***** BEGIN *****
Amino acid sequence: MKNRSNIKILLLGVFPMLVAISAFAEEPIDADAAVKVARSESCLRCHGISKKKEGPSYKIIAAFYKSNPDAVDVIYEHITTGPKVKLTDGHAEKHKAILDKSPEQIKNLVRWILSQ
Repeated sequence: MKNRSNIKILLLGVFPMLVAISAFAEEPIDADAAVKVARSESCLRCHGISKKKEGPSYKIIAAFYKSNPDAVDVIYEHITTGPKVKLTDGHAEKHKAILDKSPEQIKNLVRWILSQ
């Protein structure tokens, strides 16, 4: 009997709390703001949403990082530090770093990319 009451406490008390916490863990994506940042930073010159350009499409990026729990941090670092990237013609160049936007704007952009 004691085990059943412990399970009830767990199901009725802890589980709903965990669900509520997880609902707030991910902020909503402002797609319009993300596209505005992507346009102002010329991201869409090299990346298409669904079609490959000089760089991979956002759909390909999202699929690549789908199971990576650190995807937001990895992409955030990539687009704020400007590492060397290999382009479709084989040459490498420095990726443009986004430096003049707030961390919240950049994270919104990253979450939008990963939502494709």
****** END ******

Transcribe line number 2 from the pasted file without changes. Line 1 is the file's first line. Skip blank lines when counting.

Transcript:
Repeated sequence: MKNRSNIKILLLGVFPMLVAISAFAEEPIDADAAVKVARSESCLRCHGISKKKEGPSYKIIAAFYKSNPDAVDVIYEHITTGPKVKLTDGHAEKHKAILDKSPEQIKNLVRWILSQ